5. (OAK 2012-14, BOS 2014, DET 2015, NYM 2016-19)
Injuries appear to be taking Céspedes away from us -- there’s still no timeline for his return this season -- but that shouldn’t make us forget just how electrifying Yoenis was, and perhaps could be again. His power was otherworldly -- he’s maybe the best Home Run Derby participant ever -- and his cannon arm is legendary. Remember, too: Céspedes stole 16 bases his rookie year. More than anything, he was pure joy to watch on a baseball field, a strutting advertisement for just how giddily fun this game can be. And don’t forget all his cars.

6. J.D. Martinez (HOU 2011-13, DET 2014-17, ARI 2017, BOS 2018-19)
Martinez is about the only thing the Astros did wrong this decade, not recognizing the future slugger they had in their midst. Martinez exploded upon arriving in Detroit in 2014 and hasn’t stopped hitting since. Now mostly a DH, he’s in fact peaking right now with Boston, evidenced by his monster '18 season. Want a reason never to give up on a guy with drive and the ability to make himself better? Martinez is going to give players hope for decades to come.

7. (STL 2010-16, NYY 2017, COL 2018)
The seven-year, $120 million deal Holliday signed with the Cardinals prior to the 2010 season will go down as one of the best (for both sides) big-money contracts in baseball history. He hit like an All-Star throughout almost the entire deal before injuries eventually got him in the end. Signed as a complement to Albert Pujols, Holliday ended up replacing him, making four All-Star Games with the Cards. He came back and played 25 games with his old friends in Colorado last season, and he was good. As he always was.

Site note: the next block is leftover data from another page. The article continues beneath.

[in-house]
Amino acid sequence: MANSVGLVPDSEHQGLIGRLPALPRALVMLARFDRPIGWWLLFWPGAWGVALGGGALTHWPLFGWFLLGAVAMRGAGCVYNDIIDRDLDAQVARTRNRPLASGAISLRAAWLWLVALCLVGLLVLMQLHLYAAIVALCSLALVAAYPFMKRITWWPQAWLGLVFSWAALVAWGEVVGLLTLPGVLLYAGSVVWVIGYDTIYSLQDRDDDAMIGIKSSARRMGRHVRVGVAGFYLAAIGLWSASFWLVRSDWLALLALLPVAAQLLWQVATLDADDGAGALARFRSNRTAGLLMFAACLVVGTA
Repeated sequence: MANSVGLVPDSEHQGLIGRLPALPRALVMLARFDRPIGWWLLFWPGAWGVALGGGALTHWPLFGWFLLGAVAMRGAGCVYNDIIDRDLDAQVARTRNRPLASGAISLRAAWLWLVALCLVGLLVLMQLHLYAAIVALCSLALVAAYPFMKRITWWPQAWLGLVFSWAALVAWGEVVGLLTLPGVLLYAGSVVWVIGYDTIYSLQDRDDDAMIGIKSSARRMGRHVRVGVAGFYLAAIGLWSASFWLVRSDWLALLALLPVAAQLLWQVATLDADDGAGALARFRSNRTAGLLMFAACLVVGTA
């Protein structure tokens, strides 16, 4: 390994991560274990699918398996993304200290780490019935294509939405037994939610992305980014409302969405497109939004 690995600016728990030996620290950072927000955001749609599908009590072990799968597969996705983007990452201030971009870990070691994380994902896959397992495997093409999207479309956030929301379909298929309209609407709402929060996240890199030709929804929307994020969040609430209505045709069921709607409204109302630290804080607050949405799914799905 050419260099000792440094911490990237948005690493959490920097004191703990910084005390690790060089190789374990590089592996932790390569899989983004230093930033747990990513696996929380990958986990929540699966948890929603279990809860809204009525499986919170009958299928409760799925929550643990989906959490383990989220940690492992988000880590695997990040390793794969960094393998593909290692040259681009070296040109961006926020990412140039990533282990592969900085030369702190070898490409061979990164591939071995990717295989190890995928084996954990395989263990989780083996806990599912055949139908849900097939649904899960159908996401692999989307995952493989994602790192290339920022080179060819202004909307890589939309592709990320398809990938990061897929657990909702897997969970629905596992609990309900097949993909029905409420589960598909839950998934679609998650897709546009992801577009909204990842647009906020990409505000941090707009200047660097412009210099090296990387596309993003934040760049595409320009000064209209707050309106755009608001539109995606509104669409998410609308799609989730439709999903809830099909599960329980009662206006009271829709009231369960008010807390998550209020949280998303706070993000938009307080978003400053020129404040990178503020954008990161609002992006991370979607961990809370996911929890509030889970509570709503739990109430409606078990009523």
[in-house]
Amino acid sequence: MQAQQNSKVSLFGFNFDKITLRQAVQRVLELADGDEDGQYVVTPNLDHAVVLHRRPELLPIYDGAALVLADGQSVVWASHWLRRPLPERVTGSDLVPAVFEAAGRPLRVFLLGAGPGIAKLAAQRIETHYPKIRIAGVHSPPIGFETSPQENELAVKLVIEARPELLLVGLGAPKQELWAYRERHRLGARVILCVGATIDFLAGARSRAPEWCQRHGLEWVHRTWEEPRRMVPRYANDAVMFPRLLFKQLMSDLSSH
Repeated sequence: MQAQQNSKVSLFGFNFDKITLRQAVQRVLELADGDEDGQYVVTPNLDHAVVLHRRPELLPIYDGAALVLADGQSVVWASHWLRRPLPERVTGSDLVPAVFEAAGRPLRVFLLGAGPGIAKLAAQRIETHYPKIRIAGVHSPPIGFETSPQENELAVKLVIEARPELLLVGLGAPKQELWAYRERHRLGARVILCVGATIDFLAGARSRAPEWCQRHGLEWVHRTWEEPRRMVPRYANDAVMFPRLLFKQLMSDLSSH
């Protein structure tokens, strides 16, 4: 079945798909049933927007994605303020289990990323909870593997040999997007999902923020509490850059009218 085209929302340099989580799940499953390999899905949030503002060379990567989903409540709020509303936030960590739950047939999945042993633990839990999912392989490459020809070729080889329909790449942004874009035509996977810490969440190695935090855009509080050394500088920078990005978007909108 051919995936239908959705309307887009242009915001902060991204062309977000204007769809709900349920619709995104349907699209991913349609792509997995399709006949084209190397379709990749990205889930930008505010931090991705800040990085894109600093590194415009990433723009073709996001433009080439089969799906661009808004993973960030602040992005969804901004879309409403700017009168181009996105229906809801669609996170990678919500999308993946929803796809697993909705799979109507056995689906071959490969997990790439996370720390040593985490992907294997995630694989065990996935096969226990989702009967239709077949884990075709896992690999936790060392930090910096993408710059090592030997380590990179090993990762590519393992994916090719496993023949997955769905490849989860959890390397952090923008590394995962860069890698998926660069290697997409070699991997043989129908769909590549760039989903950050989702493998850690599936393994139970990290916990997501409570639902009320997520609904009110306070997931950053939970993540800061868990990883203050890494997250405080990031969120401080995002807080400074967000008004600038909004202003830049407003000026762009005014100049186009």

8. Carlos Gonzalez (COL 2010-18, CLE 2019)
Whether Gonzalez was a Coors Field creation or not is an argument that dogged him, somewhat unfairly, his entire career, but you sure can’t ignore his production: The first half of this decade, he was an unholy terror. He was also a terrific defensive player, winning two NL Gold Glove Awards. Gonzalez's best year was 2010, when he led the NL in hits and batting average and hit 34 homers.

9. (NYY 2010-19)
Is Gardner the most underrated player this decade? How do you play for the Yankees this long and remain so underrated? His ability to get on base, his speed and his defense have been constants for the Yanks during a tumultuous era, but he’s only won one AL Gold Glove Award and made one All-Star Game. His struggles in the postseason haven’t helped him, but still, of all the guys on this list, Gardner has the highest WAR (per Baseball Reference) this decade. He doesn’t rank higher, given that he has never delivered an elite offensive season.

10. (KC 2010-19)
One of the best defensive left fielders ever, Gordon was a perennial All-Star the first half of this decade, a run that culminated in a World Series win for a guy who was a part of the Royals before it was cool to be a part of the Royals. His offense fell off a cliff after that 2015 season, but he had a bit of a bounce back in '19. That World Series flag will fly forever.

Honorable mentions: Melky Cabrera, Josh Hamilton, Marcell Ozuna